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Quantitative Literacy Electronic Resources

Lutsky Video
QL Video - Lutsky
Neil Lutsky , Professor of Psychology at Carleton College and Director of the Quantitative Inquiry, Reasoning, and Knowledge (QUIRK) initiative at discusses his initiation into quantitative literacy (Flash 3.1 MB).
QL Video - Wallace
QL Video - Lutsky
Dorothy Wallace, Professor of Mathematics and Principal Investigator of the Mathematics Across the Curriculum project at Dartmouth College points out the core values of quantitative literacy (Flash 4.9 MB)..
QL Video - Leoni
QL Video - Lutsky
Deann Leoni, Instructor of Mathematics at Edmonds Community College and Co-Principal Investigator of Mathematics Across the Community College Curriculum project discusses unanticipated outcomes (Flash 4.9 MB).
QL Video - Hartzler
QL Video - Lutsky
Rebecca Hartzler, Instructor/Coordinator of Physics and Engineering at Seattle Central Community College and Co-Principal Investigator of the Mathematics Across the Community College Curriculum Project encourages community colleges to take a leadership role in quantitative literacy (Flash 4 MB)

What is Quantitative Literacy?


Simply put one could say that QL is “the ability to understand and use numbers and data in everyday life.” [1] Deconstructing the term QL – to focus upon ‘literacy’ - Robert Orrill in the preface to Mathematics and Democracy identifies QL as a “cultural field where language and quantitative constructs merge and are no longer one or the other.” [2]

Additionally, Orrill calls upon the work of Lawrence Cremin who distinguishes between inert literacy  a level of verbal and numerate skills required to comprehend instructions, perform routine procedures and complete tasks in a routine manner,”

and liberating literacy “command of both the enabling skills needed to search out information (in our case – quantitative information) and the power of mind necessary to critique it, reflect upon it, and apply it in making decisions.” [3] This level of translation between skills our students learn in their math courses and their disguises in other disciplines (often assumed but seldom taught) requires a deep integration and long-term collaboration across the disciplines.

QL is Interdisciplinary

“Math in context” is another shorthand definition of QL.  Yet taking our direction from the definitions above we realize that a single liberal arts mathematics course will not suffice.  Indeed the inherent interdisciplinary nature coupled with the requirement of meaningful quantitative contexts demands that we as mathematics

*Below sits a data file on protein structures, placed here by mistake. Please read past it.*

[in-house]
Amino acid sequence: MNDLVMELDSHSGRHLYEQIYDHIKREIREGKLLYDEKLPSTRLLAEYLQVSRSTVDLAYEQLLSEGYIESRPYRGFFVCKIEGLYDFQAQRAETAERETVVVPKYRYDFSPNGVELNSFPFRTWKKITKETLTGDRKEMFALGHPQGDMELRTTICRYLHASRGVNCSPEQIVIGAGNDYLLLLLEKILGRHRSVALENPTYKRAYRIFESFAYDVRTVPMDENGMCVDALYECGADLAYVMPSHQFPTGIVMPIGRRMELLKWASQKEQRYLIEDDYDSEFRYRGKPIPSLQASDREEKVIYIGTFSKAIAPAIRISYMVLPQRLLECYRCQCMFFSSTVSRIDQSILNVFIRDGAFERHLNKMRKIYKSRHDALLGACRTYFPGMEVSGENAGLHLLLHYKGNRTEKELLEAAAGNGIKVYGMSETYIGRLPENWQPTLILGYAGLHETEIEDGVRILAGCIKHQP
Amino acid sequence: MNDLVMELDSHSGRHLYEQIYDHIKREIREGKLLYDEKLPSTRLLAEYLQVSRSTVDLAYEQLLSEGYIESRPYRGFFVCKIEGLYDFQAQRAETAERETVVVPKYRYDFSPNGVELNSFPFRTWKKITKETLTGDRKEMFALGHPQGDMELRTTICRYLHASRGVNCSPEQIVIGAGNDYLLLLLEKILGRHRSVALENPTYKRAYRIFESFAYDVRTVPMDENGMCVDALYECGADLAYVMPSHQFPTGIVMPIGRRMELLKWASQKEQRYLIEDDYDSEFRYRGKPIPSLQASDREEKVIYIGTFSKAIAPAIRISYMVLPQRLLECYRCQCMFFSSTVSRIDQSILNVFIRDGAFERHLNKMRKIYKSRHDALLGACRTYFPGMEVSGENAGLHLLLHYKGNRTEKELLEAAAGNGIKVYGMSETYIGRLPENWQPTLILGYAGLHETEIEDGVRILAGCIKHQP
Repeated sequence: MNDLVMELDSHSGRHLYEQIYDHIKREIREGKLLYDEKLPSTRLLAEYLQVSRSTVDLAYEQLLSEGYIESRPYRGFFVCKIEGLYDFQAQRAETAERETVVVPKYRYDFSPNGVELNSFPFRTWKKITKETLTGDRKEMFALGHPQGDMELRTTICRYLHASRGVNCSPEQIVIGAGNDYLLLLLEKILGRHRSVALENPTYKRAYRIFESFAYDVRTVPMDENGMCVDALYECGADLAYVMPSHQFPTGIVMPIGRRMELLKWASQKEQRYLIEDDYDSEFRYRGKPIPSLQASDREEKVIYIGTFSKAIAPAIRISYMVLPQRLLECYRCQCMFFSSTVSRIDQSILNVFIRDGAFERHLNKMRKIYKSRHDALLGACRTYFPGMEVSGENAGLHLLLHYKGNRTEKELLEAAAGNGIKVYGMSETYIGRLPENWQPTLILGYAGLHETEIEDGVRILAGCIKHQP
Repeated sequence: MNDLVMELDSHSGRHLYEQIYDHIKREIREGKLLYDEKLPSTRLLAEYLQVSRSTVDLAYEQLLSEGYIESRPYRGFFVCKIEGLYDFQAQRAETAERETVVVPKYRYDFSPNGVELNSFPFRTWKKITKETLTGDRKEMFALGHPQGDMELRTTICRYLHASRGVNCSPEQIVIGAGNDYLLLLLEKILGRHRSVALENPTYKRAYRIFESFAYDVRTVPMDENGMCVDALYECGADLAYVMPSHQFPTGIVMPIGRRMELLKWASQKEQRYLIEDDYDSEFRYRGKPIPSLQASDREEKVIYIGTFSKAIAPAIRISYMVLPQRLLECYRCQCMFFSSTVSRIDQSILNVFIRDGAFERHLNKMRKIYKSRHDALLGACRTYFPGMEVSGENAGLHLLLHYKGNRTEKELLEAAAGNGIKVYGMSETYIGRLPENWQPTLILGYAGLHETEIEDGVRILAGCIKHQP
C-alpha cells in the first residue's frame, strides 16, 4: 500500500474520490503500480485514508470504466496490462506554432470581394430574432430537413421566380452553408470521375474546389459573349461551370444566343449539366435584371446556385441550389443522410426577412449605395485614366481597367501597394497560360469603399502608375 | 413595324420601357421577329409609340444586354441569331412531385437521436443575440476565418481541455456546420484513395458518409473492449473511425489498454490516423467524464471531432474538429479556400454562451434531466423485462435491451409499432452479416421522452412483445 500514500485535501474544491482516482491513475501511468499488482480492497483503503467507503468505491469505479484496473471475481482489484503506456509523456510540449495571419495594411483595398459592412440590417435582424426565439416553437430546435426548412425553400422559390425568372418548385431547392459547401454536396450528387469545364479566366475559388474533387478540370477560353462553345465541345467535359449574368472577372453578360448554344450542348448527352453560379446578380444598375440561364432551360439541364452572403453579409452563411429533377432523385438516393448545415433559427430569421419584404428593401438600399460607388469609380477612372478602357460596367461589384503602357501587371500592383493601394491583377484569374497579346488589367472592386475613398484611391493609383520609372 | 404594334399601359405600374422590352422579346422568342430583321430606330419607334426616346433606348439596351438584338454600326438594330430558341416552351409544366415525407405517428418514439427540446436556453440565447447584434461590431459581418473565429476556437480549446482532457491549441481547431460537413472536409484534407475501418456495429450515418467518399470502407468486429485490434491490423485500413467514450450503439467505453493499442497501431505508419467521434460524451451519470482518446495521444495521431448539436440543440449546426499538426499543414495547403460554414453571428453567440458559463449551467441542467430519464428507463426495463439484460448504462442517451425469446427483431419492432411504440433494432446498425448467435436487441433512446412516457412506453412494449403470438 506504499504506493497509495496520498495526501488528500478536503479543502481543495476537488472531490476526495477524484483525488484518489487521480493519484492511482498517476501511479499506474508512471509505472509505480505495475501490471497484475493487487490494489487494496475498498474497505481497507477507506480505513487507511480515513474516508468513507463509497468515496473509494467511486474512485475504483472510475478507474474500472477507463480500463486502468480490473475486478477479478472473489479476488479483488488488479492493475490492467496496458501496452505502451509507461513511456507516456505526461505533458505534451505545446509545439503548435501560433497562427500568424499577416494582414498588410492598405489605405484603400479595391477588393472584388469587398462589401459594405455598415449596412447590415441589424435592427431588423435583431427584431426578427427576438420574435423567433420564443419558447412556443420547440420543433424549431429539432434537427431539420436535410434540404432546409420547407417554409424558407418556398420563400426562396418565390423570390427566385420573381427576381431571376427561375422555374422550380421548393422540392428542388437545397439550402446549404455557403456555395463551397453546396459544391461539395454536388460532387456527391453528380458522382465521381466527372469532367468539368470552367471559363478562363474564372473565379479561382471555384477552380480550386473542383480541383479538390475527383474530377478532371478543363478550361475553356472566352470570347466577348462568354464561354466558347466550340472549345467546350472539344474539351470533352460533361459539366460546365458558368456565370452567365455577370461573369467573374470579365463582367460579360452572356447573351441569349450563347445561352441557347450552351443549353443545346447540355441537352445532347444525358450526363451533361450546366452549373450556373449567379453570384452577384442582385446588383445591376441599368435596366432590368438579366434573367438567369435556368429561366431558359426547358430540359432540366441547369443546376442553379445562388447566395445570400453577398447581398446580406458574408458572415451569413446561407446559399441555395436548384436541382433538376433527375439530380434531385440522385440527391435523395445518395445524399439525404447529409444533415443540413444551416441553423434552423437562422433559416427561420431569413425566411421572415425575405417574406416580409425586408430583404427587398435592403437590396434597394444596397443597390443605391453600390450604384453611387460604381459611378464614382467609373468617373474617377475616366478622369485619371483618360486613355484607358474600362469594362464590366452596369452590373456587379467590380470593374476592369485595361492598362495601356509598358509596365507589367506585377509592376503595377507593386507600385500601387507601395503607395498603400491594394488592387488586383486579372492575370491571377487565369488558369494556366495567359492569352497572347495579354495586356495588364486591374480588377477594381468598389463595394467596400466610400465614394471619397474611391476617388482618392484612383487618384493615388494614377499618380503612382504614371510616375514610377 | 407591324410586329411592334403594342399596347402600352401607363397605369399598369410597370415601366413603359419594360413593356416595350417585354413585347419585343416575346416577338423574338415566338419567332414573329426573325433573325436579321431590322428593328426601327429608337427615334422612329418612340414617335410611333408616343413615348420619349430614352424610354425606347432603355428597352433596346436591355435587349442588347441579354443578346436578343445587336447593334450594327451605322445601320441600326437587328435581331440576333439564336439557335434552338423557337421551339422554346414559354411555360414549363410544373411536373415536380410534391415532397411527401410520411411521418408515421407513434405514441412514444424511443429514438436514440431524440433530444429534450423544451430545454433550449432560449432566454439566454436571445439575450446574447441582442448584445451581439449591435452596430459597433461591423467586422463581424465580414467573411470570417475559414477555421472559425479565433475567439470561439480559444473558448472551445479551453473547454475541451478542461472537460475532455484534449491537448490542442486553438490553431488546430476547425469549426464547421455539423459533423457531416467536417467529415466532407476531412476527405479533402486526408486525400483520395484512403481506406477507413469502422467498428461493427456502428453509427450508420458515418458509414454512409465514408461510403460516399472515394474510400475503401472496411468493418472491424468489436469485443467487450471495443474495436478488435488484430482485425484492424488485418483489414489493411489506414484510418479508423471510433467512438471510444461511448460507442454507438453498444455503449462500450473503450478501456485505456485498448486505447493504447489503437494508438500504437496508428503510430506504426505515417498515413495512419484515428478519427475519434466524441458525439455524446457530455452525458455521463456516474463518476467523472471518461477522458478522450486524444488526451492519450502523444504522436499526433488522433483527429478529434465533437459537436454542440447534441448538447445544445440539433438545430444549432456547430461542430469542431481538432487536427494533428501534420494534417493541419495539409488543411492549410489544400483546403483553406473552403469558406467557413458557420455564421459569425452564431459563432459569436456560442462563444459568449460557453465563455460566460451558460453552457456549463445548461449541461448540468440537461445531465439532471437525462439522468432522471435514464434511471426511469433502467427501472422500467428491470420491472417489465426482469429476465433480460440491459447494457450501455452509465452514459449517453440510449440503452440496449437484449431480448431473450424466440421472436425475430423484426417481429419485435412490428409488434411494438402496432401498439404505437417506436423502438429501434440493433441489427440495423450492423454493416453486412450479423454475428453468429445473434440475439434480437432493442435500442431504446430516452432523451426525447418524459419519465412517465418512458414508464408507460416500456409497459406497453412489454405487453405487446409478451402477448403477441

educators forge respectful relationships with our colleagues across the disciplines.

Combined these definitions and others presented along the side bar of this page bring us to an understanding the complexity of the call to coordinate across the disciplines to create a curriculum that effectively supports quantitative literacy in our colleges.

Two Year Colleges Are Ready to Take the Lead in QL

Finally the small school infrastructure of most two-year colleges tailors well to the need for intense interdisciplinary collaboration in formulating, implementing and assessing effective QL curricula.  We at two-year colleges are more likely to know our colleagues in other disciplines, have successful experiences in implementing innovative curriculum, and are rewarded for teaching innovations.  We are well

situated to make the institutional and degree changes that will assure a deep and

lasting implementation of quantitative literacy curriculum that will assure that our students “possess the power and habit of mind to search out quantitative information, critique it, reflect upon it, and apply it in their public, personal and professional lives.”

  1. Madison, Bernard L and Lynn Steen, eds. Quantitative Literacy:  Why Numeracy Matters for Schools and Colleges. Princeton, NJ. NCED, 2003.
  2. Steen, Lynn Arthur, ed. Mathematics and Democracy. The Case for Quantitative Literacy. Princeton, NJ: NCED, 2001.
  3. Cremins, Lawrence A.  American Education:  The Metropolitan Experience 1876-1980. New York:  Harper & Row, 1988 (as quoted by Robert Orill in Mathematics and Democracy.)

Recommended Reading

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This material is based upon work supported by the National Science Foundation under Grant No. 0410842. Any opinions, findings, and conclusions or recommendations expressed in this material are those of the author(s) and do not necessarily reflect the views of the National Science Foundation.



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